Guitar Hero Michael Schenker Pays Tribute to a Bygone Era 

With his backing band Temple of Rock, German guitarist Michael Schenker pays tribute to an "era of rock" that he says someday might be gone.

"[I'm] celebrating my era of rock that started with Zeppelin, Deep Purple, Black Sabbath, you know, [the bands] that I fell in love with," he says. "[I'm afraid] it will be just a memory, that particular era. So that's what I'm here for now. I'm celebrating that particular era of rock for the rest of my life."

Schenker certainly made his own mark in that same era as a member of both UFO and the Scorpions in the '70s. His guitar work and songwriting were key parts of a number of albums that are now essentials in the music collection of any self-respecting heavy metal and hard rock fan. For Schenker, he looks back at that time as an important period of growth and learning.

"I made my first record with the Scorpions [1972's Lonesome Crow] when I was 15 and then basically two years later, I joined UFO," he says. "I stopped copying people when I was 17 years old, so when I was doing UFO, I was completely in pure self-expression mode. It was all about development. It was [about] developing into a great guitar player, all the way up to Strangers in the Night and Lovedrive. It was amazing. Album after album, it was like [another] level of development and in that stage of my life it was all about developing as a guitar player and a songwriter."

Schenker's current tour, which stops by the Cleveland Agora this week, will cover nearly all aspects of his career, focusing heavily on his work with UFO, Scorpions and the Michael Schenker Group. The tour stop is part of a short run of dates to celebrate the recent release of Bridge the Gap, his latest album, which features two former Scorpions bandmates, bassist Francis Buchholz and drummer Herman Rarebell. Rarebell collaborated with Schenker on his previous solo album, 2011's Temple of Rock, but this is the first time that Schenker, Rarebell and Buchholz have done a full album together since Lovedrive was released in 1979.

The Temple of Rock album was a bit of an all-star affair featuring a bevy of names from Schenker's celebrated past, including his occasional MSG collaborator Robin McAuley, former UFO bassist Pete Way and even a curveball in the form of William Shatner. The experience would ultimately lead to the proper birth of the band that has become Michael Schenker's Temple of Rock. Schenker chose Doogie White, who had made a guest appearance on the Temple of Rock album, to be his touring vocalist when it came time to schedule a European run of dates. Pete Way was unavailable for the tour due to health issues, so Schenker suggested that Rarebell should reach out to Buchholz to find out if he would be interested in going out on the road and the bassist quickly accepted.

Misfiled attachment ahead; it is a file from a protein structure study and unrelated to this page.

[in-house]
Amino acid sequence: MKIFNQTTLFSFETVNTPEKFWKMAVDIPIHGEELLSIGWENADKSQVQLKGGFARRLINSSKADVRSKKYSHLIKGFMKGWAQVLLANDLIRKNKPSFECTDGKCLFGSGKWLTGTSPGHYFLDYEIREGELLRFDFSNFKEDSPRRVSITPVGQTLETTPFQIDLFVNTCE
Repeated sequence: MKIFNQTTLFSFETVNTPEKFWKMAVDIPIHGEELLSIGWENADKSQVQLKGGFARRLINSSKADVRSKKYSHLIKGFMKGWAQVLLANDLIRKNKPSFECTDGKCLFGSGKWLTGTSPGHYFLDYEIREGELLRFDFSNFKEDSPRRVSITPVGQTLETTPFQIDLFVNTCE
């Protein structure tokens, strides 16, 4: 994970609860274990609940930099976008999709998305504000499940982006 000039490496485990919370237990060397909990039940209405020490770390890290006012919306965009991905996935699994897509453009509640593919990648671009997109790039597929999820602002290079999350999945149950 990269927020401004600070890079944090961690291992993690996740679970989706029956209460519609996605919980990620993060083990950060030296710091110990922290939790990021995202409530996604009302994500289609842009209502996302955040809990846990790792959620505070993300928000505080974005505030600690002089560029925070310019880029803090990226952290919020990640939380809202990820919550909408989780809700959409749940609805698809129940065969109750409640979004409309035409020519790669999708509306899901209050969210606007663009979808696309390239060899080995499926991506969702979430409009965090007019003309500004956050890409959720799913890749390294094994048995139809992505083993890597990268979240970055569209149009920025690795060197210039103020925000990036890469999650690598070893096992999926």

What began as an impromptu reunion of the former Scorpions associates grew into a successful touring run.

White, a journeyman vocalist who had done previous work with Ritchie Blackmore and Yngwie Malmsteen, among others, proved to be a good match with the group, both vocally and collaboratively. When Schenker realized that they had a six-month break coming up in October 2012, he decided that it might be a good time to do an album with the new foursome.

"I asked everybody if they were up to making a record and everybody was excited," he says. "So I started getting my stuff out and I started writing. By the end of 2012, I was ready to present Doogie with material and I told him to think melodic and that was it and he went off and did his part. Then I put on my guitars and we hired a special recording studio for the drums and then we put the bass down. Then Doogie was ready, so [producer] Mike [Voss], Doogie and myself, we sat together in the studio and collected the best ideas that he came up with until everything was done."

Even though Bridge the Gap was finished relatively early last year, there would be a delay in releasing it, which ended up being a benefit.

"Everybody wanted to hear [the album], but I couldn't play it for anybody because the album was going to be released in a few months. There were seven months of waiting for the release of the album and we were just doing our second leg of the tour, so I put it out of the way. Toward the end of the second leg of the European tour, I got the album out and we listened to it and actually it was a great thing that it happened that way, [because] our ideas were completely fresh. We listened to the album and we knew immediately what we needed to do in order to improve the album."

Schenker will preview material from Bridge the Gap at the Agora show, with a touring line-up that will initially feature White, plus bassist Rev Jones and drummer Pete Holmes. The dates are a warm-up for a larger tour featuring Rarebell and Buchholz; it will begin in March in Japan. He says that he plans to bring that same line-up back to the U.S. later this year.

But what about the prospects of a reunion with UFO someday? While he's focused on the present tense with Temple of Rock and already looking towards recording another album with his current line-up, he remains open to the idea of revisiting his past.

"You know, it's family," he says. "So why close any doors to those things? I've had great line-ups, including Robin McAuley, etc. I'm just doing my part — the universe is the driver and when the time is right and the conditions are right for it to rain, it will happen."

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